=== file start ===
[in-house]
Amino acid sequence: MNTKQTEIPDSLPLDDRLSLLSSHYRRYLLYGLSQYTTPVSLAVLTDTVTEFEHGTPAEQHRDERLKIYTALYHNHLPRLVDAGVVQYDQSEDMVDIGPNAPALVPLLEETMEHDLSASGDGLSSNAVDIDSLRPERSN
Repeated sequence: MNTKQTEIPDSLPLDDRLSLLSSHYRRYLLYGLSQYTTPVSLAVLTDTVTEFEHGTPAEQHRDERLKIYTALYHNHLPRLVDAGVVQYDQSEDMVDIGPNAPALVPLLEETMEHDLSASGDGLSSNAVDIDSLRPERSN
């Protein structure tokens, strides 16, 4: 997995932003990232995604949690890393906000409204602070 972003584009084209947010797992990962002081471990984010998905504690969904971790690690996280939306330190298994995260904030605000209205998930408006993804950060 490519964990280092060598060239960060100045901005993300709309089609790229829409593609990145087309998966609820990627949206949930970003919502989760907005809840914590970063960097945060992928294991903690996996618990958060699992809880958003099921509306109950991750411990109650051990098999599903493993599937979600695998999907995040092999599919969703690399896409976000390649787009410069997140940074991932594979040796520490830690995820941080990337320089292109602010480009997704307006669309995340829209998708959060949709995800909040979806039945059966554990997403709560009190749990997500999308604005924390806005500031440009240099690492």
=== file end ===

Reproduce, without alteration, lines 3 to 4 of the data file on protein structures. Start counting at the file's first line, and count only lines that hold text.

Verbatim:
Repeated sequence: MNTKQTEIPDSLPLDDRLSLLSSHYRRYLLYGLSQYTTPVSLAVLTDTVTEFEHGTPAEQHRDERLKIYTALYHNHLPRLVDAGVVQYDQSEDMVDIGPNAPALVPLLEETMEHDLSASGDGLSSNAVDIDSLRPERSN
């Protein structure tokens, strides 16, 4: 997995932003990232995604949690890393906000409204602070 972003584009084209947010797992990962002081471990984010998905504690969904971790690690996280939306330190298994995260904030605000209205998930408006993804950060 490519964990280092060598060239960060100045901005993300709309089609790229829409593609990145087309998966609820990627949206949930970003919502989760907005809840914590970063960097945060992928294991903690996996618990958060699992809880958003099921509306109950991750411990109650051990098999599903493993599937979600695998999907995040092999599919969703690399896409976000390649787009410069997140940074991932594979040796520490830690995820941080990337320089292109602010480009997704307006669309995340829209998708959060949709995800909040979806039945059966554990997403709560009190749990997500999308604005924390806005500031440009240099690492």